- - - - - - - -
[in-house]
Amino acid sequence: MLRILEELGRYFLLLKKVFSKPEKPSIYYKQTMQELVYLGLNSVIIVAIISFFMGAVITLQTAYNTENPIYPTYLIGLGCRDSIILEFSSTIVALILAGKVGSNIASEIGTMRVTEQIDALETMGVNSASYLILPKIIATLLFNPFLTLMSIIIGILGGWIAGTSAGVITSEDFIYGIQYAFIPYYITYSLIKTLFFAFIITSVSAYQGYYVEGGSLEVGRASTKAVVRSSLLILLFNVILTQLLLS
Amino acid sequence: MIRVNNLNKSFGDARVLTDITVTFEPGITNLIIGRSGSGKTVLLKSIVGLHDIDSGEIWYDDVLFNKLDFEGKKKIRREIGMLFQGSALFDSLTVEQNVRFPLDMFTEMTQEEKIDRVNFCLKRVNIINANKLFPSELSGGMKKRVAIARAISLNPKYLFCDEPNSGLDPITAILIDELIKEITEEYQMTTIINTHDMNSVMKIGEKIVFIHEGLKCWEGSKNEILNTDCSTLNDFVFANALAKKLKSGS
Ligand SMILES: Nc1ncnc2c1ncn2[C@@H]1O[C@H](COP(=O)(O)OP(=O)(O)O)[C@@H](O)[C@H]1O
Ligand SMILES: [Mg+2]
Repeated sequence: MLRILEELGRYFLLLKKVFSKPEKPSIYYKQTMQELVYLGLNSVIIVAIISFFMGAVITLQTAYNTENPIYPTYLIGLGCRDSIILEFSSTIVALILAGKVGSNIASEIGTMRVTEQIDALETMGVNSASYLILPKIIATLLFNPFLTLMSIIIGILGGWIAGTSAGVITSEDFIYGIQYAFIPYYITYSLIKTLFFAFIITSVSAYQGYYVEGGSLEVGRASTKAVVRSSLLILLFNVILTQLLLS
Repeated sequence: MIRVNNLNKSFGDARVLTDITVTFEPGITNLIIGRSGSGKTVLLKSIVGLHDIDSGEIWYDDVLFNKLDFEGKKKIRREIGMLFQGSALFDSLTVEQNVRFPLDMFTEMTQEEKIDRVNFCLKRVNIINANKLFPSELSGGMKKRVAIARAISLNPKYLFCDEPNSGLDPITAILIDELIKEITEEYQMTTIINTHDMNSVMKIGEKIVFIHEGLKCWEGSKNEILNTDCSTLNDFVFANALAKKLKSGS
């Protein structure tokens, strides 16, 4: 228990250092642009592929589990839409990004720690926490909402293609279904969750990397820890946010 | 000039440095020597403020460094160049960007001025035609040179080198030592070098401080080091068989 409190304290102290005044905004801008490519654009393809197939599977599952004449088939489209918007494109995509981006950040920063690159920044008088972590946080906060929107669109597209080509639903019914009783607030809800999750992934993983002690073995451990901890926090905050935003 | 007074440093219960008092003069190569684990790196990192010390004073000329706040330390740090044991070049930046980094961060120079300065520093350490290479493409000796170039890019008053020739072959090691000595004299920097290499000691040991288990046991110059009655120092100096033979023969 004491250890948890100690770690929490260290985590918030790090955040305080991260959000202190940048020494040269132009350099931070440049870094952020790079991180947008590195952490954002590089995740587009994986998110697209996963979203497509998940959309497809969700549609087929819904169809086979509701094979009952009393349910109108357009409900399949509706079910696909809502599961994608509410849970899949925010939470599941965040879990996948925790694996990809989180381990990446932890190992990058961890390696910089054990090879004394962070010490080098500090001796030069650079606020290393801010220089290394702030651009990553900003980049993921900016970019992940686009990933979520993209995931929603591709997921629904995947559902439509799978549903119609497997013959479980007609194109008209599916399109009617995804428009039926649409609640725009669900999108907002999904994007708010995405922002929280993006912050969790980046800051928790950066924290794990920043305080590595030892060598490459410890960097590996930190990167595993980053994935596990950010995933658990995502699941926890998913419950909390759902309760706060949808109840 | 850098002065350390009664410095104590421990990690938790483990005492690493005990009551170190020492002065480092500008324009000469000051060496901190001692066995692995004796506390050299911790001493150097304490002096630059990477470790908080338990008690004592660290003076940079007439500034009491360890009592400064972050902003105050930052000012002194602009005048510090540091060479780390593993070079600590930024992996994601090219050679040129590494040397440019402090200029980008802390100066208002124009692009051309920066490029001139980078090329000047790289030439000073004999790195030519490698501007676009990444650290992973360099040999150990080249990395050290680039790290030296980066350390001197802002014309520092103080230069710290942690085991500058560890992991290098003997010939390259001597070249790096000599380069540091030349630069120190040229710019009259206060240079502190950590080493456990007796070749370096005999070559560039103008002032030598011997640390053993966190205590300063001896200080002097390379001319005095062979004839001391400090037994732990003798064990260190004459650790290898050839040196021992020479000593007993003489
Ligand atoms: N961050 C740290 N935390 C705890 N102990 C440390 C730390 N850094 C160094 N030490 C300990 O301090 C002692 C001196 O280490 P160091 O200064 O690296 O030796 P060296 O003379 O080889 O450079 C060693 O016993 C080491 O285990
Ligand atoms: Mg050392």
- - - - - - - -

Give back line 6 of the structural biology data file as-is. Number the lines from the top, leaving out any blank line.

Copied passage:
Repeated sequence: MLRILEELGRYFLLLKKVFSKPEKPSIYYKQTMQELVYLGLNSVIIVAIISFFMGAVITLQTAYNTENPIYPTYLIGLGCRDSIILEFSSTIVALILAGKVGSNIASEIGTMRVTEQIDALETMGVNSASYLILPKIIATLLFNPFLTLMSIIIGILGGWIAGTSAGVITSEDFIYGIQYAFIPYYITYSLIKTLFFAFIITSVSAYQGYYVEGGSLEVGRASTKAVVRSSLLILLFNVILTQLLLS